"I’m an atheist swimming in a sea of superstition, surrounded by well-meaning, good people with whom I share a culture and similar concerns, and there’s only one thing I can do. I have to laugh." (PZ Myers)
On his popular science blog, Pharyngula, PZ Myers has entertained millions of fans with his infectious love of evolutionary science and his equally infectious disdain for creationism, biblical literalism, intelligent design theory, and other products of godly illogic. This funny and fearless book collects and expands on some of his most popular writings, giving the religious fanaticism of our times the gleeful disrespect it deserves by skewering the apocalyptic fantasies, magical thinking, hypocrisies, and pseudoscientific theories advanced by religious fundamentalists of all stripes.
With a healthy appreciation of the absurd, Myers not only pokes fun at the ridiculous tenets of popular religions but also highlights how the persistence of Stone Age superstitions can have dark consequences: interfering with our politics, slowing our scientific progress, and limiting freedom in our culture.
Forceful and articulate, scathing and funny, The Happy Atheist is a reaffirmation of the revelatory power of humor and the truth-revealing powers of science and reason.
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PZ plus Aron Ra equals AWESOME
Without a doubt one of the most enjoyable listens so far (although I admit I've only listened to a handful of audiobooks). Highly entertaining. After listening to several other Dogma Debate audiobooks I have to say this is by far the best I've heard from them as well.
With the title and an author as well known as PZ Myers it might seem easy to lump it in with any other atheist book. It certainly has common elements to many atheist books, as it touches on common subjects and responds to common theist arguments. But it's very unlike many atheist books in that it is absolutely dripping with sarcasm, sharp wit, and humor. It doesn't take itself so seriously. Emphasis should be placed on "Happy" rather than "Atheist", because it's very much meant to be something we can laugh about rather than simply more arguments over religion. PZ's well known style won't let his fans down, and I think any atheist can enjoy the lighter tone this book takes. And humor and happiness are potent weapons when used by skilled writers like PZ, there are still plenty of punches even if it's not as dense as Dawkins or Hitchens, or as somber as many books of deconversion from theism. Perfect for an audiobook.
I admit that I am biased, Aron Ra is one of my heroes and I downloaded this book immediately when I heard it was Aron Ra that read it. But I also went in a little curious and skeptical. Aron Ra has a tendency to talk fast, go from quiet to loud, and I wasn't sure how much of either Aron Ra would drown out PZ's voice or how little of Aron Ra's unique character would be sacrificed for the sake of the audiobook. I am happy to say I was pleasantly surprised. Aron Ra blew me away with his performance. He spoke clearly, slowly, level, emphasized just the right words when needed, and had a clear passion that any Aron Ra fan has come to love and expect. But he was still very much reading PZ's words, there was no point when I felt PZ was overshadowed by the Texas Tank. I was also thrilled at hearing Aron Ra do several voices and impressions where appropriate, it added an extra layer of humor to an already brilliantly funny book. I really hope this is not Aron's last audiobook.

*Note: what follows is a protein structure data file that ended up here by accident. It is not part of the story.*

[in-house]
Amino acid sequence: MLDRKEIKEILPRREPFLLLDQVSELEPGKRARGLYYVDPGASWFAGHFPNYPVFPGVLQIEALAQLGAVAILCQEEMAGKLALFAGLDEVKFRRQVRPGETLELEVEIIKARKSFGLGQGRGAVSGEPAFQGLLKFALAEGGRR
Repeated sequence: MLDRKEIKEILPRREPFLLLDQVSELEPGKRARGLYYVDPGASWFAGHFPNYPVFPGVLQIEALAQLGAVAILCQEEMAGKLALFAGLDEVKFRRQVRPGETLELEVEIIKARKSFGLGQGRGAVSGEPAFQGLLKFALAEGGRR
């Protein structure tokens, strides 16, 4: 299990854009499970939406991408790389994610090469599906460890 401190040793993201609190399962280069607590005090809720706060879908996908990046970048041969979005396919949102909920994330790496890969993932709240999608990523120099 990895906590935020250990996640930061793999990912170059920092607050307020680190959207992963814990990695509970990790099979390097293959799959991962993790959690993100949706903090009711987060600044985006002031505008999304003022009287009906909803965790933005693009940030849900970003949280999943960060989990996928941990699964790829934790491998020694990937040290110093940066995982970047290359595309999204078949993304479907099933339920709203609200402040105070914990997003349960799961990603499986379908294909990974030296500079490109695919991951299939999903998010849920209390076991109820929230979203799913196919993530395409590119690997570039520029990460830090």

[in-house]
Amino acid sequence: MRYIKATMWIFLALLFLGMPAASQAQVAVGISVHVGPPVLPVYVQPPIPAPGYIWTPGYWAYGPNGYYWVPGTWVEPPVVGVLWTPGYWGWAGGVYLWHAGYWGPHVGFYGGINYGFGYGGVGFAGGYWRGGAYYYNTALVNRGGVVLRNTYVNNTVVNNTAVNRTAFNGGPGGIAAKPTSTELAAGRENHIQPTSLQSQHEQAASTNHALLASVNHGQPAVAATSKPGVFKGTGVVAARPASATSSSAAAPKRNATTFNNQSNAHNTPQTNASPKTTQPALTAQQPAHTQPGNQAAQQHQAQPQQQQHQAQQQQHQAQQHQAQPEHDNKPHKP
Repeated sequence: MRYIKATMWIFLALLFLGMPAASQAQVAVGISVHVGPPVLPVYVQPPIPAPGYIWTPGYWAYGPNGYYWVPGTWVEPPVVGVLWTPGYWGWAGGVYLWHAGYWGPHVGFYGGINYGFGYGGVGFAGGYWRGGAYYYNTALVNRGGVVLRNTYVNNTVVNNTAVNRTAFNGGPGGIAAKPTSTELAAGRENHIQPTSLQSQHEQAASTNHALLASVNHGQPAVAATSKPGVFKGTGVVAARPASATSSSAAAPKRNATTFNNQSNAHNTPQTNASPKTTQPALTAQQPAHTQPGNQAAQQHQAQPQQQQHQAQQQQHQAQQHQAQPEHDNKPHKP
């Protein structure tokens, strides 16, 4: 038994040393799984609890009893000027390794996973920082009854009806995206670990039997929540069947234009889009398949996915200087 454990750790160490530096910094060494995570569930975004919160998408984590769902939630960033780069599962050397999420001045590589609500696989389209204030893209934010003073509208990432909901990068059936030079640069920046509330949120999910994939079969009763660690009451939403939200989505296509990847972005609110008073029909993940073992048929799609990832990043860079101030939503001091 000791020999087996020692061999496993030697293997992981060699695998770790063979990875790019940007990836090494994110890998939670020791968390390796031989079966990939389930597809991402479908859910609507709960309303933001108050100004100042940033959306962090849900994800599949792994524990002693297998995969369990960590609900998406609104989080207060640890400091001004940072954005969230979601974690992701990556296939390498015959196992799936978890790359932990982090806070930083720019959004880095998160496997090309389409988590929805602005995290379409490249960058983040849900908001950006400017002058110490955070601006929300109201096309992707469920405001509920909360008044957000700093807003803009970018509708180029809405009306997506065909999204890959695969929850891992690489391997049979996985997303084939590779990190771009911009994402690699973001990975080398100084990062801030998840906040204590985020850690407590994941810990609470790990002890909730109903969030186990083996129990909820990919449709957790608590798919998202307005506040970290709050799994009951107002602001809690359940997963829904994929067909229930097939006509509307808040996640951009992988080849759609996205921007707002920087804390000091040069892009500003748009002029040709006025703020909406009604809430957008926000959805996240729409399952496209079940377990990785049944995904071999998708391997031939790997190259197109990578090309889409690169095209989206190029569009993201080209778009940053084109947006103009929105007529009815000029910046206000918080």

PZ's analogy at the beginning of religion being like a hat was fantastic. And while I'm sure Pharyngula readers (or even people who don't even really know PZ) will be familiar with the "eucharist controversy", it never ceases to amaze me hearing how people react so venomously over something so silly. But really throughout the book I was impressed by PZ's words, arguments, and insights, and regularly laughing out loud to something said.
I'm still unsure what audience PZ had in mind. It seems like a book more for atheists and specifically those at least casually familiar with him. Even though it's a fairly light book I probably wouldn't recommend it to any Christians or Muslims I know personally, there are still plenty of points when they're the brunt of the joke (for good reason). But there are also many times when it seems it's addressing a believer or touching on an argument no atheist hasn't already heard a million times before. Perhaps there are thick skinned liberal theists or those sitting on the fence who could listen to and appreciate this book, but PZ doesn't seem interested in convincing anyone or deconverting anyone either. I think it's more for entertainment than anything. And entertaining it was!